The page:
York University Professor Emeritus Sydney Eisen has died. The following is a message to the community written by York University Professor Kalman Weiser, the acting director of the Israel & Golda Koschitzky Centre for Jewish Studies.
Dear friends and colleagues,
Sadly, the Koschitzky Centre brings news of another loss in our community. University Professor Emeritus Sydney Eisen (1929-2022) was not only an esteemed scholar, who played an important role in shaping the development of York University but also the founding father of Jewish Studies at York. He launched our centre in 1989 and, together with colleagues Professors Michael Brown and Marty Lockshin, founded the Jewish Teacher Education Program that is an integral part of it.
European history, particularly Victorian intellectual history, was Professor Eisen’s area of academic specialization. But as he put it in an interview with the Canadian Jewish News in 1997, “I’m a Jew, Jewish things are my commitment in life.” His involvement with Jewish Studies at York began when, as a new faculty member in the late 1960s, he convinced the dean of the value of creating two positions in Jewish Studies – the very first at York. This led to the hiring of Professor Emeritus Michael Brown and the late Professor Sol Tanenzapf. In the mid-1970s, Eisen managed to persuade the Jewish community of Toronto to provide seed money for the creation of two additional positions that would later become funded by the University. The first of these positions was assumed by Professor Emeritus Marty Lockshin and the second is currently held by Professor Carl S. Ehrlich.
Professor Eisen’s commitment to Jewish education extended beyond the confines of the University, however. He shared this commitment with the Koschitzkys, working closely with members of the family to ensure the future of Jewish education at the primary and secondary levels in Toronto. Their collaboration was critical in the establishment of York’s Jewish Teacher Education Program, whose existence he considered crucial for Jewish communal life. He was also a lifetime member of the boards of the Associated Hebrew Schools and of the Community Hebrew Academy of Toronto (now TanenbaumCHAT).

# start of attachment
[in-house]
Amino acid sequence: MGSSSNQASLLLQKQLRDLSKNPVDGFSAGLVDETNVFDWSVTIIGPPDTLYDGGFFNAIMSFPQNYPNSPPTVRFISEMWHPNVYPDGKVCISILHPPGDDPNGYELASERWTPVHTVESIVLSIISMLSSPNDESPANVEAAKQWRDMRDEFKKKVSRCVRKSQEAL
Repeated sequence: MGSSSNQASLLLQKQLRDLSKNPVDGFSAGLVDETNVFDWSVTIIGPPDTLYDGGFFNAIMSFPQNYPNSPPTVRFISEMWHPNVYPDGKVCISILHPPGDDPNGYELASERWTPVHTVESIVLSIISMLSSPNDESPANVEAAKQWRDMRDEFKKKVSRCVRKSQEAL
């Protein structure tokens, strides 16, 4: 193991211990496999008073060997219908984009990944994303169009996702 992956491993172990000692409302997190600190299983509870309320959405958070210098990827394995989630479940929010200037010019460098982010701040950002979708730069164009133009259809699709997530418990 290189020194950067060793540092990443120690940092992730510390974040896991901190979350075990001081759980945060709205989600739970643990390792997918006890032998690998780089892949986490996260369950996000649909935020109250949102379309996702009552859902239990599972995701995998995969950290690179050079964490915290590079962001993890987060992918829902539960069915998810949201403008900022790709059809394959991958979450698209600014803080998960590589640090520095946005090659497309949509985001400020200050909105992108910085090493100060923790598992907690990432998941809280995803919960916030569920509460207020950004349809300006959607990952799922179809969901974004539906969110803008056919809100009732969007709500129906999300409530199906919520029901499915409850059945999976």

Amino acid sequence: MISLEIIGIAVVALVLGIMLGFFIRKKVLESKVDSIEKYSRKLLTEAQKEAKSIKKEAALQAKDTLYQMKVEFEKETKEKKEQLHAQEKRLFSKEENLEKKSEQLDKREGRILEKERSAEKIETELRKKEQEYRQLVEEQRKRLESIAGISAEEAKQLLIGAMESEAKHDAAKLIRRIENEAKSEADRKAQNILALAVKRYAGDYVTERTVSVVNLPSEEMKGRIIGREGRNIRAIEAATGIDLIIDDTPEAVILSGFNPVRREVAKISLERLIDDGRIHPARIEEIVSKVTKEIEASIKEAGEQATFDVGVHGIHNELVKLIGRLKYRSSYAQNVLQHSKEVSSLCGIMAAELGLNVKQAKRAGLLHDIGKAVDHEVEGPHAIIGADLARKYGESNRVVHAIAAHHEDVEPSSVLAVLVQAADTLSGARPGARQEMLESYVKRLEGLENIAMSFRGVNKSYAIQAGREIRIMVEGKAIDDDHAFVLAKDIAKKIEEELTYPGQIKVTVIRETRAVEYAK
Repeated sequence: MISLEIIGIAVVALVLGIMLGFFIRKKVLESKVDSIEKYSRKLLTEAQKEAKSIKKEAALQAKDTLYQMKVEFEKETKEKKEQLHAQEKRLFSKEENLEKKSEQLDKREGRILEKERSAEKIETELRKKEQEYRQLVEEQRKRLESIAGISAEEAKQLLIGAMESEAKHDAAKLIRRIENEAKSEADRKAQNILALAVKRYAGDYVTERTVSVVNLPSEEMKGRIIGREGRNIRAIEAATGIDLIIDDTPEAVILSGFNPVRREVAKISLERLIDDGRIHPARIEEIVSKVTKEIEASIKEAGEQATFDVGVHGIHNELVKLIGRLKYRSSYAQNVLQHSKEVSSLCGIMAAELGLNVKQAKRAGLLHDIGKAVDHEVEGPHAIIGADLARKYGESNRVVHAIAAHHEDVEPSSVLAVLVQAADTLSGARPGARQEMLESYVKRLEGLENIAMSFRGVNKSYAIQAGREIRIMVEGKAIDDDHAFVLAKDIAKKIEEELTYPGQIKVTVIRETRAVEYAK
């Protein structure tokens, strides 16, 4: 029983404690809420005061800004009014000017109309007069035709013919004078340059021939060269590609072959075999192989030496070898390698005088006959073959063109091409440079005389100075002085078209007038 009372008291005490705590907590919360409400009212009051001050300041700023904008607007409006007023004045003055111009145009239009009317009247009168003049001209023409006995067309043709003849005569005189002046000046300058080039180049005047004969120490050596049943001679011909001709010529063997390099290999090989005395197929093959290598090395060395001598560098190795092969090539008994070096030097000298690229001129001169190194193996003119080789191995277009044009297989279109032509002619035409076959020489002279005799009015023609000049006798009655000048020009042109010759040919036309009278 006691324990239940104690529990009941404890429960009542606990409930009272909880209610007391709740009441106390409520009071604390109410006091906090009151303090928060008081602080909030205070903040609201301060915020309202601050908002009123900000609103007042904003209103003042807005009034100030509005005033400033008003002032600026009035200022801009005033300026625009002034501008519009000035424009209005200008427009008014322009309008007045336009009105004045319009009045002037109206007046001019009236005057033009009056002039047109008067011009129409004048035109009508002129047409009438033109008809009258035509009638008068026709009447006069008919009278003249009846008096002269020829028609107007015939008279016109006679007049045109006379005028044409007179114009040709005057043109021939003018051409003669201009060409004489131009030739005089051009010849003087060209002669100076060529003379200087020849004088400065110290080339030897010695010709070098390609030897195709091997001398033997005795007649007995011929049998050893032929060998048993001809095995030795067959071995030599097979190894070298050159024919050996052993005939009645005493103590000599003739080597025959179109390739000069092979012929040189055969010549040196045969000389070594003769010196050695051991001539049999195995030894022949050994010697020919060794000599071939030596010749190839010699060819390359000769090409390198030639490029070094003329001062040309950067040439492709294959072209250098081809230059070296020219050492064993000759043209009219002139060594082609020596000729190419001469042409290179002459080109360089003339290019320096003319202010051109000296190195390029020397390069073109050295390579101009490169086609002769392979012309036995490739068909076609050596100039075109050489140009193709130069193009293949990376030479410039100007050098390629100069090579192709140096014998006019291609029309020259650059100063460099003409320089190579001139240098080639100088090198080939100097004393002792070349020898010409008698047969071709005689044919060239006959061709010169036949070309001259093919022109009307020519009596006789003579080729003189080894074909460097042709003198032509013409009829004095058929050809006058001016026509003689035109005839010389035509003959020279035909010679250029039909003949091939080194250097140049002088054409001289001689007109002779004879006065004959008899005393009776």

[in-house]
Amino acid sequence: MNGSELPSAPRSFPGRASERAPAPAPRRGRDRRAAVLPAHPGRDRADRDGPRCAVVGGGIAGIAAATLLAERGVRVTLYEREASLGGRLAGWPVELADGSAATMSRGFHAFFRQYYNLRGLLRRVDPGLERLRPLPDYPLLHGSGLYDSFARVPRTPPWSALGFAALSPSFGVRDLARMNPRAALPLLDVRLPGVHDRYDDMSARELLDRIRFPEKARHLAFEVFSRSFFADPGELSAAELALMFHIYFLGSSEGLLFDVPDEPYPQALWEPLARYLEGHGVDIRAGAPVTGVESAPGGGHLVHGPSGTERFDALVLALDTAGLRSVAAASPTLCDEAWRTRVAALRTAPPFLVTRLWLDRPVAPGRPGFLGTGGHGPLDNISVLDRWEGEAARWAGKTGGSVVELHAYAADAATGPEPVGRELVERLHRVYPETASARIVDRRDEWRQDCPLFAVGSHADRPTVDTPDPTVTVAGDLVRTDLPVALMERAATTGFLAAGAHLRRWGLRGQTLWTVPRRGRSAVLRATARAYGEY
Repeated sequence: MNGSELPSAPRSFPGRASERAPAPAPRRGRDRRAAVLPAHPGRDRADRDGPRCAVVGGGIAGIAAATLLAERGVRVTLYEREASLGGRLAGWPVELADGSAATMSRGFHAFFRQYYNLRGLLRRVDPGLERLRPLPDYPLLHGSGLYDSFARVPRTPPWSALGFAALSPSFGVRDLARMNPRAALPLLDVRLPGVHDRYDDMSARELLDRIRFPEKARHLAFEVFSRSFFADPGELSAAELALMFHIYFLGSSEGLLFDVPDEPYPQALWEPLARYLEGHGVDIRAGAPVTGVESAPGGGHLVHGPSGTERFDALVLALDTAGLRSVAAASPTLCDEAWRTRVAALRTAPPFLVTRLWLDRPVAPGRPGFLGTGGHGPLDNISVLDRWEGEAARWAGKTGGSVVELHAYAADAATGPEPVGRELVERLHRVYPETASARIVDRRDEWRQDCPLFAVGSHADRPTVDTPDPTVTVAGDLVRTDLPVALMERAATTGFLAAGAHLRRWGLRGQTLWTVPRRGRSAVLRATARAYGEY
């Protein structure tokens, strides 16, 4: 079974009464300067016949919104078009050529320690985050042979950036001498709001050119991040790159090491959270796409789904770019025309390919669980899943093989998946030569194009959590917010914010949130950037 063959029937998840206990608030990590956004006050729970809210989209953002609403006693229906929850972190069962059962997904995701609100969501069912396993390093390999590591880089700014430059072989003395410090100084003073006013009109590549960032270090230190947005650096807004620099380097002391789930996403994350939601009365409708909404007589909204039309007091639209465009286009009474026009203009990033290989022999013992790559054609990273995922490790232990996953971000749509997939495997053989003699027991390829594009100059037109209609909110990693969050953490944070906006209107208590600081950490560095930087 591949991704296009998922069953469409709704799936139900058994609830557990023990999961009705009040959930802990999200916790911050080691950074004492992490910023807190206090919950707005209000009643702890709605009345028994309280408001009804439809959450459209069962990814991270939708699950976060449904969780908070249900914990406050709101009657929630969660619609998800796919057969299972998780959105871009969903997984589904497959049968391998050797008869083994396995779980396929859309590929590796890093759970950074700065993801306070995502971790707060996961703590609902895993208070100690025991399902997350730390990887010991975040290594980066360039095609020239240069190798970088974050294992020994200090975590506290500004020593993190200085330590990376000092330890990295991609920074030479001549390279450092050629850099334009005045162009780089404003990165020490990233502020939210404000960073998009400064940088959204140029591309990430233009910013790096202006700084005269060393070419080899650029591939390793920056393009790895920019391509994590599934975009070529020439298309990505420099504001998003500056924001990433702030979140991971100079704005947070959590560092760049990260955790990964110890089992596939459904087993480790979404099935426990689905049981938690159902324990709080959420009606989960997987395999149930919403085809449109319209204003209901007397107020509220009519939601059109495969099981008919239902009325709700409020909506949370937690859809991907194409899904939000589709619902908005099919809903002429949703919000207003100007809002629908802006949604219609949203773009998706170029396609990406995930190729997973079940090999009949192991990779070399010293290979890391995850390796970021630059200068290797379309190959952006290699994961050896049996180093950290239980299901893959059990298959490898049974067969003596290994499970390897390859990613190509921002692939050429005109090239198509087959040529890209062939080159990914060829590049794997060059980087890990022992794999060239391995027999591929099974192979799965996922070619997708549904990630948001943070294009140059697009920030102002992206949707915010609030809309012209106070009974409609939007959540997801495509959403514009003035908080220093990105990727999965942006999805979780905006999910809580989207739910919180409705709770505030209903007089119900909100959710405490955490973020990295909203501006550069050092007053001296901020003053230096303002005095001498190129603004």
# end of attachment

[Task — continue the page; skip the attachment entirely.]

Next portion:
Professor Eisen was born in Poland and came to Toronto at the age of six, earning a BA from the University of Toronto in 1950 and a doctorate from Johns Hopkins University in Baltimore in 1957. He served on the faculty at Williams College and the City University of New York prior to returning to Toronto, and taught at the University of Toronto before joining York’s Department of History and Division of Humanities (today’s Department of Humanities). His contributions to York are numerous. They include his service as acting Chair of the Division of Humanities in 1967, as Chair of the Department of History from 1970-72, and as dean of the Faculty of Arts from 1973-78. He not only served as the inaugural director of the Centre for Jewish Studies from 1989-94, but also played an important role in the establishment of CERLAC (the Centre for Research in Latin American and Caribbean Studies) and the Victorian Studies Association of Ontario. In recognition of his exceptional contributions as a teacher, scholar, and administrator, he was awarded the prestigious title of University Professor two years prior to his retirement in 1995.
York University further honoured Professor Eisen by establishing a book prize in his name in the Faculty of Arts in 1978 and by electing him to the York University Founders Honour Society in 1999. The Jewish Federation of Greater Toronto conferred upon him both the Shem Tov Award in 1988 and the Ben Sadowski Medal (its highest award for volunteer service) in 1995. Colleagues published a Festschrift, the fruit of a conference convened in his honour, as a special issue of the journal The European Legacy in August 1996 (“Science and Religion in Modern Western Thought.” Eds. Bernard Zelechow and Bernard Lightman). After his retirement, Professor Eisen helped found a consulting firm, REF Consultants in Education, Inc.
Professor Eisen’s loss will be keenly felt, and his pioneering role in establishing Jewish Studies and the Jewish Teacher Education Program at York will not be forgotten. He was not only the father of Jewish Studies but also a mentor and friend to so many of us.
The Israel & Golda Koschitzky Centre for Jewish Studies extends its heartfelt condolences to his wife Doris, their children (and spouses) Daniel, Robert (Naomi), Sarah (Ian), and Miriam (Erle), and their grandchildren.
Baruch dayan ha’emet.
Professor Kalman Weiser
Israel & Golda Koschitzky Centre for Jewish Studies